Nour felt sick and needed some bag to vomit in. The pain was overwhelming, and she could not force herself up, she had to scream. The answer was immediate, the nurse insulted her into silence, got some container, and threw it to her face
As her contractions increased, Nour added “the pain mounted. I could no longer tolerate it. I started wailing. But the staff just ignored me. I left the room with extreme difficulty to call on someone to help me. I felt like dying. One nurse yelled at me, hit me on my arm to get back into the room and wait. I screamed again, asking for my mother. My mother came in and called my husband. I could not take it anymore. I collapsed and wanted to leave the hospital immediately.”
The nurse asked Nour to sign a waiver, exempting the hospital from responsibility for any consequences or harm that might befall her once she left the facility. The nurse, however, did not care for the harm they caused her while still in their supposed care. The mother signed the document, and they left for another hospital. There, the birth was less painful and swift.
Nour said that the experience is etched on her memory; she hated pregnancy and childbirth. “I feel abused. It hurts deep inside. Even if I am given the chance to live 100 different lives; I still will never forget what I experienced through labor.”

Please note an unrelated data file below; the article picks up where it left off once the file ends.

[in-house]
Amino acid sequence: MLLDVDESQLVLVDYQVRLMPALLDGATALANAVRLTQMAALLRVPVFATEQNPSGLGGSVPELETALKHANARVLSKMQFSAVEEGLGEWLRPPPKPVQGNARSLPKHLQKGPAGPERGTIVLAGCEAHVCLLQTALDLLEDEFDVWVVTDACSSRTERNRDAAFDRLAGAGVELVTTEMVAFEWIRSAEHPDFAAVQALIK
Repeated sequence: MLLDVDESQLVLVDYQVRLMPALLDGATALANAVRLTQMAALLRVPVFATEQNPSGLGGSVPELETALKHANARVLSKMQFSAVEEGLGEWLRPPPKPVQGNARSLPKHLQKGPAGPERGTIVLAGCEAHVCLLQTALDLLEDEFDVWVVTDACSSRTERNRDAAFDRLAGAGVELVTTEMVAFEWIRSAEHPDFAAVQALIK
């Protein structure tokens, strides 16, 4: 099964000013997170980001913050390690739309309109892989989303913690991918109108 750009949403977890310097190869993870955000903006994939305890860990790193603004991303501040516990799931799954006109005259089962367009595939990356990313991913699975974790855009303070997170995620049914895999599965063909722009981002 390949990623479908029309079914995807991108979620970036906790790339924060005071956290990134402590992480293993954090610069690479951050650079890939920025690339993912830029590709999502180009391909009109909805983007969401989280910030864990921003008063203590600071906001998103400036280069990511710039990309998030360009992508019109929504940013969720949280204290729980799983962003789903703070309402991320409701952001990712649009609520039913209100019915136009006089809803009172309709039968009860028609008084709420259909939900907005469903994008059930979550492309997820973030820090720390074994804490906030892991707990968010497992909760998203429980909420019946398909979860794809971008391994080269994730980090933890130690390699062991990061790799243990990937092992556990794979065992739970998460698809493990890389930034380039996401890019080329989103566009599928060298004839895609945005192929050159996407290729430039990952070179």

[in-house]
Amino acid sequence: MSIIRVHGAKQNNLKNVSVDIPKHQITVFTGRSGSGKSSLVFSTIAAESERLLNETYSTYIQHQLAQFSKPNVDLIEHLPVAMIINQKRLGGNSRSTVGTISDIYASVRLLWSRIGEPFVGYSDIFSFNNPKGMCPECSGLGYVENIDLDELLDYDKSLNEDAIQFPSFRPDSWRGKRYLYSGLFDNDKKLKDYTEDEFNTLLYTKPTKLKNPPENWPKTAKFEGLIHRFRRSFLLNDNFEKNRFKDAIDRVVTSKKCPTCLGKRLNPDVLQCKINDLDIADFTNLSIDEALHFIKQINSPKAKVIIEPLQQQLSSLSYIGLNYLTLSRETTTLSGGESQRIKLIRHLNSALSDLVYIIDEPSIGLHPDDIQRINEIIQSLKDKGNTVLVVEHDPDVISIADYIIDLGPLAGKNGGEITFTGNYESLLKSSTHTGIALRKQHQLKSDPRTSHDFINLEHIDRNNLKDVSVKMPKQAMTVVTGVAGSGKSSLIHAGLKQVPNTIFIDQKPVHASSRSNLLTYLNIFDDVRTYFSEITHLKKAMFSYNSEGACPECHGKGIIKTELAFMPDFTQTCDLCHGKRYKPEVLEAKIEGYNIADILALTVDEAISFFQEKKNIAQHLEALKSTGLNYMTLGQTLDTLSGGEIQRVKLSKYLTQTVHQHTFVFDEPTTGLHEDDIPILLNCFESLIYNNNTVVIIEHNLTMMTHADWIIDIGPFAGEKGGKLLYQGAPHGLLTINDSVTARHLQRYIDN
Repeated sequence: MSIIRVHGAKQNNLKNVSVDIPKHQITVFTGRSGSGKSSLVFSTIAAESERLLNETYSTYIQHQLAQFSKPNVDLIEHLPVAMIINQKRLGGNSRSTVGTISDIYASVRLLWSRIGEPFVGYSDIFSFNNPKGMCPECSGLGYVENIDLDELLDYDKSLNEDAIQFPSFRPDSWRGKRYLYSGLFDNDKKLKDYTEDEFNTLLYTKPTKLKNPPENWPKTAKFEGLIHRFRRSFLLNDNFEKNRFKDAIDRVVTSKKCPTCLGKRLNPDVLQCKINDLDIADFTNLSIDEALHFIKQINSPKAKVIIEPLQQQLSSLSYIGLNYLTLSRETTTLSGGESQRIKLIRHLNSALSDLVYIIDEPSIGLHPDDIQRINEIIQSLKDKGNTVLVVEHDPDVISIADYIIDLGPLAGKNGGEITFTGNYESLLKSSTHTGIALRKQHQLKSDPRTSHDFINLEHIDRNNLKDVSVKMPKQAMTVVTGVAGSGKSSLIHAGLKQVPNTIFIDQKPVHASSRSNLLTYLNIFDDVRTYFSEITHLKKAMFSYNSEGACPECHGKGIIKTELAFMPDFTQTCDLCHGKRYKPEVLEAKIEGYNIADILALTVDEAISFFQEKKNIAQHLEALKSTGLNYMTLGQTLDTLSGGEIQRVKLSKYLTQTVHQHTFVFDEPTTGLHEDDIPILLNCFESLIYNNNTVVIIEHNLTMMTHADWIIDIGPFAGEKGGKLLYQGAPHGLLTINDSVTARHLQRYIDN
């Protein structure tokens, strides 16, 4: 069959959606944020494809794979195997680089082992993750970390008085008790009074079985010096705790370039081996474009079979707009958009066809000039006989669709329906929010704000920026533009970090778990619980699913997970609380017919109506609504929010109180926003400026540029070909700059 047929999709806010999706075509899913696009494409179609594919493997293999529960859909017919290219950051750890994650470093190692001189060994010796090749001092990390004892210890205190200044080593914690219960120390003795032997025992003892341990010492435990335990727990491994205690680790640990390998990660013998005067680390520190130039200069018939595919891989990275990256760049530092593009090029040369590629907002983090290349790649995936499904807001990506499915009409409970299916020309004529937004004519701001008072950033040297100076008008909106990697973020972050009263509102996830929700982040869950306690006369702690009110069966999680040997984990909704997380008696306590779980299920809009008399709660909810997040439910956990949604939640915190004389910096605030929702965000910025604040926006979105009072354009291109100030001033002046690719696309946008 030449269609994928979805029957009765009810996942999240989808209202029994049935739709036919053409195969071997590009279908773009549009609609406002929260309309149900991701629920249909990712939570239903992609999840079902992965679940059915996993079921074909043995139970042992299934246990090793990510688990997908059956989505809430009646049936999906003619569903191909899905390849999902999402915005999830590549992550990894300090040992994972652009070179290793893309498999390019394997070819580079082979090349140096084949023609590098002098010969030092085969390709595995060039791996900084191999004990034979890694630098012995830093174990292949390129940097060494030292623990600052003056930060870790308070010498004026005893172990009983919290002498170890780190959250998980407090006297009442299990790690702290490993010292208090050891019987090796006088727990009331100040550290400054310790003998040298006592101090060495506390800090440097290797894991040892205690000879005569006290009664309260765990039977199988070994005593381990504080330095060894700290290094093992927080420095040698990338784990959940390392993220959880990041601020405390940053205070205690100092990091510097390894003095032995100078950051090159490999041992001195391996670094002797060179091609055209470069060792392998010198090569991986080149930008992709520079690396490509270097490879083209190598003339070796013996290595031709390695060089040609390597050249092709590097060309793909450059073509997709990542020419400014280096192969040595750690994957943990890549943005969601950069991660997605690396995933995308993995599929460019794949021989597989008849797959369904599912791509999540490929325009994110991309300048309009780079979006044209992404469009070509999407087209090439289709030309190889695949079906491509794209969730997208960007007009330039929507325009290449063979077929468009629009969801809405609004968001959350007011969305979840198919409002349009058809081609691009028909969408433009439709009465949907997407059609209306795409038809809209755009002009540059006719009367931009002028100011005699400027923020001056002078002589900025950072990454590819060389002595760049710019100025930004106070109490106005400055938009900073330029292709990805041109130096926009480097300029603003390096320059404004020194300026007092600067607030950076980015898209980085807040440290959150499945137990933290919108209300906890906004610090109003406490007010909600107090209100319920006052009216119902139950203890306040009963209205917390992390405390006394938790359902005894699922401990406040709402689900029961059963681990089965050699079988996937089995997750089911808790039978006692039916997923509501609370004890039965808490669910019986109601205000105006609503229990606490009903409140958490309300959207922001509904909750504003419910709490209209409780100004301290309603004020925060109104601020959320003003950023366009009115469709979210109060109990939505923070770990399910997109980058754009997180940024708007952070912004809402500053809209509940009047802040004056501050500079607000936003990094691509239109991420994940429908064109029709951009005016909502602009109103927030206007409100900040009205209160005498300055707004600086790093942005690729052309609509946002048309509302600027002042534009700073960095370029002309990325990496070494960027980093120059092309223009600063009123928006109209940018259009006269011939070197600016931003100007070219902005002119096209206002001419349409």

In a 2015 article, Lamaze organization described birth noises as a mark of safety. “Most birthing moms use some kind of noise — or lots of noises — as a way to cope with contractions during labor and birth . . . [which] is actually helpful in relieving pain and progressing your labor.”
Abusive treatment and poor communication between women and staff during childbirth threaten women’s trust in doctors and facilities, to the extent that many would become hesitant to ask for help at certain critical moments during labor.
According to the website 28 May—International Day of Action for Women’s Health— violence during childbirth can be manifested through: the denial of treatment, the disregard of a woman’s needs and pain, verbal humiliations, invasive practices, physical violence, among others.” Nour was a victim of obstetric violence.
C-section can become wanton violence